How to master ladies’ G-spot
There’s no doubt you’ve heard of the G-spot: that mythical area that feels extra good for ladies when you hit it. But sadly, there are a lot of women who actually haven’t even found their own G-spots themselves. Why not?
For starters, it can be hard to locate. And when she’s masturbating and her clitoris is right out there in the open and ready to go, going on a solo treasure hunt in search of it the G-spot might just feel a little unnecessary.
However, for the women who have managed to find that sacred spot, the results can be pretty mind blowing, and any guy who can find his partner’s G-spot and use it to give her maximum pleasure would qualify as an incredible lover. Finding it, however, is only the first step. You’ll need to know how it works, and the best way to stimulate it for maximum pleasure. Having a few sex positions handy that target this erogenous zone will further help your cause.
Ready to start searching and blow her mind? Here’s how to master the G-spot — what it is, what it does, how to find it, best practices for making it feel good and beyond.
Now would also be a good time to note that the orgasms that occur through stimulating the G-spot versus the ones that result from clitoral stimulation are related — but are felt a bit differently. “G-spot orgasms also overlap with clitoral and vaginal orgasms, as the area known as the G-spot is accessible through the front wall of the vagina and is located in very close proximity to the legs of the clitoris,” says Dr. O’Reilly.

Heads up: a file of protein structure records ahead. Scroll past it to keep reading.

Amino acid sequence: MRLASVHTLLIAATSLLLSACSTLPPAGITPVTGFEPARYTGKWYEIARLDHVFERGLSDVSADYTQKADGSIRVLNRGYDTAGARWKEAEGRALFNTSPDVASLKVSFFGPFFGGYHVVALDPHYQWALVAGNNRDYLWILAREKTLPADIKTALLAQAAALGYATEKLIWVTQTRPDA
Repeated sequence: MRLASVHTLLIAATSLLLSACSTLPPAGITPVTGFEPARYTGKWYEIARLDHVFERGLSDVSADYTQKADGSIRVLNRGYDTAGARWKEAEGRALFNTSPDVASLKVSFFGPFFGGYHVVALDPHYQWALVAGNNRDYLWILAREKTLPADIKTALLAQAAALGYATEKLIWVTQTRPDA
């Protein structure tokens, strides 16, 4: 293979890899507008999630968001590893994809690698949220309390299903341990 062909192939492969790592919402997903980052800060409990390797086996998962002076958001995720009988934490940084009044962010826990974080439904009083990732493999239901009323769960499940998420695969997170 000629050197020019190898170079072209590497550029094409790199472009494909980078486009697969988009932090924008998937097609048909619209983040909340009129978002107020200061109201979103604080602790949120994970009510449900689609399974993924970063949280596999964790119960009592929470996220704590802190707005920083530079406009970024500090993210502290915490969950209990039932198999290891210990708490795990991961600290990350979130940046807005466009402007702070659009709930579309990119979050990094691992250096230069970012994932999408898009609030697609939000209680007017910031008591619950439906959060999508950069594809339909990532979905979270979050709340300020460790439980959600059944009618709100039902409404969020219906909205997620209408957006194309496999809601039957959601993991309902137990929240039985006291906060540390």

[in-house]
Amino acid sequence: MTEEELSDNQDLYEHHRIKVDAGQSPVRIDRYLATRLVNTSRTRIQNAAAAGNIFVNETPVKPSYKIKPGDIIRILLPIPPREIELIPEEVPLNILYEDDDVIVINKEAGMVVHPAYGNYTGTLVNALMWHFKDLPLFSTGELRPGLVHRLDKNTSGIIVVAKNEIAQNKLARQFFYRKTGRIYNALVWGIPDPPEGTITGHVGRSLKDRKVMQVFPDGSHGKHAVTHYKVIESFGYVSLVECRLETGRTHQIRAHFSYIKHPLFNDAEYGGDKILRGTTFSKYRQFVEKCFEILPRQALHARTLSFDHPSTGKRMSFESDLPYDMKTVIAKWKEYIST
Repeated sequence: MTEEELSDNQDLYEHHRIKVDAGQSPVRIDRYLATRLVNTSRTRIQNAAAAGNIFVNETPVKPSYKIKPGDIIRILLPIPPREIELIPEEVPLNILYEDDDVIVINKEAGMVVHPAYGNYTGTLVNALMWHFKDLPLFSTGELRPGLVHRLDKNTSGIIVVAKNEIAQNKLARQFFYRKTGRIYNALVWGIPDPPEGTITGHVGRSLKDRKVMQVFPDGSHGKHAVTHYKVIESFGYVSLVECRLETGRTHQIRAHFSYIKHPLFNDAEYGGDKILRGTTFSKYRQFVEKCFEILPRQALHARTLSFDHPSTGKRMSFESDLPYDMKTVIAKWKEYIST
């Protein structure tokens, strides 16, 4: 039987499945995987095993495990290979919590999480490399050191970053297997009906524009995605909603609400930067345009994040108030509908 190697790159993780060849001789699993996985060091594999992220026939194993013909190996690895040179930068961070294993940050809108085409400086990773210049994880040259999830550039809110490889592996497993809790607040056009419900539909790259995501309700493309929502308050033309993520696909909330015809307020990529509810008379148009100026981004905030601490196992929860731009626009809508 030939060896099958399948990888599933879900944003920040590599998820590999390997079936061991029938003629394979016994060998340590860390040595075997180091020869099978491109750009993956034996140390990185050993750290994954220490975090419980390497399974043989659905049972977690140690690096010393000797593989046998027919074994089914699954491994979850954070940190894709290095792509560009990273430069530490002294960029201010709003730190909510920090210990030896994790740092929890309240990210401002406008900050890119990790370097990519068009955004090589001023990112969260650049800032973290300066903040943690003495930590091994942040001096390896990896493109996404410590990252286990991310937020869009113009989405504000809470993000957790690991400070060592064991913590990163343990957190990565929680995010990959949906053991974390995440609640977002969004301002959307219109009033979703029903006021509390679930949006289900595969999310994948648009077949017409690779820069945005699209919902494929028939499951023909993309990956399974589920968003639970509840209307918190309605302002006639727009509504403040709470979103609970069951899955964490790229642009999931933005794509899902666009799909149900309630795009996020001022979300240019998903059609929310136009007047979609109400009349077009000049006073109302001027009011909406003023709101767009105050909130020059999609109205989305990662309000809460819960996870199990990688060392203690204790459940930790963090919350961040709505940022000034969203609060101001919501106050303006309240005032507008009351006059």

“Both scientific and anecdotal accounts of G-spot orgasms, however, suggest that they are distinct from other experiences of pleasure.
Women often report that a G-spot orgasm feels different from a clitoral one, as they experience sensations of bearing down or pushing out with their pelvic floor muscles as opposed to tenting effect from clitoral stimulation.
In fact, research suggests that the brain actually uses different regions for processing each of these feelings.
“Dr. Beverly Whipple and Dr. Barry Komisaruk discovered that vaginal, cervical and G-spot stimulation activates different parts of the brain via four different nerve pathways that innervate the clitoris, vagina and cervix,” says Dr. O’Reilly.
“What is most exceptional about this differentiation is the fact that the Vagus nerve bypasses the spinal cord, allowing even those diagnosed with complete spinal cord injury to experience pleasure and orgasm via the cervix.” So, now you know how it all works. But if the G-spot differs in location from woman to woman, how do you go about finding it?